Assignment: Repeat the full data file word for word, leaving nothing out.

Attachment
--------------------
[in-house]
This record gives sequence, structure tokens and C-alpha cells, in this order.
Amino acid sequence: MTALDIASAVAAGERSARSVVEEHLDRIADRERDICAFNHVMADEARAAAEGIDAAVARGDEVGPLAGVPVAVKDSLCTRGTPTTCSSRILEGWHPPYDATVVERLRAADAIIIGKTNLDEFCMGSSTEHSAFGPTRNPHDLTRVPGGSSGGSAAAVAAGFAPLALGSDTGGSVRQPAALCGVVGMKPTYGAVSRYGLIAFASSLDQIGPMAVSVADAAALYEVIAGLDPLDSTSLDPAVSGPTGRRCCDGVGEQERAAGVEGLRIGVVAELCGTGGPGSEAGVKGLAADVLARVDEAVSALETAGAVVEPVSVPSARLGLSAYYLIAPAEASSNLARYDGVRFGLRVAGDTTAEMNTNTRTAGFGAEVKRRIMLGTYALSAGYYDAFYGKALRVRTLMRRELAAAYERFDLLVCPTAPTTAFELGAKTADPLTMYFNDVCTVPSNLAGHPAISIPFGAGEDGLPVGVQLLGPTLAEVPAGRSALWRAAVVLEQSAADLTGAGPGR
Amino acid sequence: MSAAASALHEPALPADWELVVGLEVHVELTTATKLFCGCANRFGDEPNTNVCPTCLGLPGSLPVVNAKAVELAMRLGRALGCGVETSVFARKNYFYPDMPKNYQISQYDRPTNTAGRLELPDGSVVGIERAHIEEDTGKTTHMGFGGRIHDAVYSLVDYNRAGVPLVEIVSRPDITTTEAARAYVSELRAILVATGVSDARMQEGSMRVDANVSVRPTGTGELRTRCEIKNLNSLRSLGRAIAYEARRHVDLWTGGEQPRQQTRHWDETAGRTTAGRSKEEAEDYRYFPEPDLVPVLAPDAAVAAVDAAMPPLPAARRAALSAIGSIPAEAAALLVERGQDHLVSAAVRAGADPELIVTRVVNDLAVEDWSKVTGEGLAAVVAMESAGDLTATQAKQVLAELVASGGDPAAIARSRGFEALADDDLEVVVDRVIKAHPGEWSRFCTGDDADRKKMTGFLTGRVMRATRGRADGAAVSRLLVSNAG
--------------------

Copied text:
[in-house]
This record gives sequence, structure tokens and C-alpha cells, in this order.
Amino acid sequence: MTALDIASAVAAGERSARSVVEEHLDRIADRERDICAFNHVMADEARAAAEGIDAAVARGDEVGPLAGVPVAVKDSLCTRGTPTTCSSRILEGWHPPYDATVVERLRAADAIIIGKTNLDEFCMGSSTEHSAFGPTRNPHDLTRVPGGSSGGSAAAVAAGFAPLALGSDTGGSVRQPAALCGVVGMKPTYGAVSRYGLIAFASSLDQIGPMAVSVADAAALYEVIAGLDPLDSTSLDPAVSGPTGRRCCDGVGEQERAAGVEGLRIGVVAELCGTGGPGSEAGVKGLAADVLARVDEAVSALETAGAVVEPVSVPSARLGLSAYYLIAPAEASSNLARYDGVRFGLRVAGDTTAEMNTNTRTAGFGAEVKRRIMLGTYALSAGYYDAFYGKALRVRTLMRRELAAAYERFDLLVCPTAPTTAFELGAKTADPLTMYFNDVCTVPSNLAGHPAISIPFGAGEDGLPVGVQLLGPTLAEVPAGRSALWRAAVVLEQSAADLTGAGPGR
Amino acid sequence: MSAAASALHEPALPADWELVVGLEVHVELTTATKLFCGCANRFGDEPNTNVCPTCLGLPGSLPVVNAKAVELAMRLGRALGCGVETSVFARKNYFYPDMPKNYQISQYDRPTNTAGRLELPDGSVVGIERAHIEEDTGKTTHMGFGGRIHDAVYSLVDYNRAGVPLVEIVSRPDITTTEAARAYVSELRAILVATGVSDARMQEGSMRVDANVSVRPTGTGELRTRCEIKNLNSLRSLGRAIAYEARRHVDLWTGGEQPRQQTRHWDETAGRTTAGRSKEEAEDYRYFPEPDLVPVLAPDAAVAAVDAAMPPLPAARRAALSAIGSIPAEAAALLVERGQDHLVSAAVRAGADPELIVTRVVNDLAVEDWSKVTGEGLAAVVAMESAGDLTATQAKQVLAELVASGGDPAAIARSRGFEALADDDLEVVVDRVIKAHPGEWSRFCTGDDADRKKMTGFLTGRVMRATRGRADGAAVSRLLVSNAG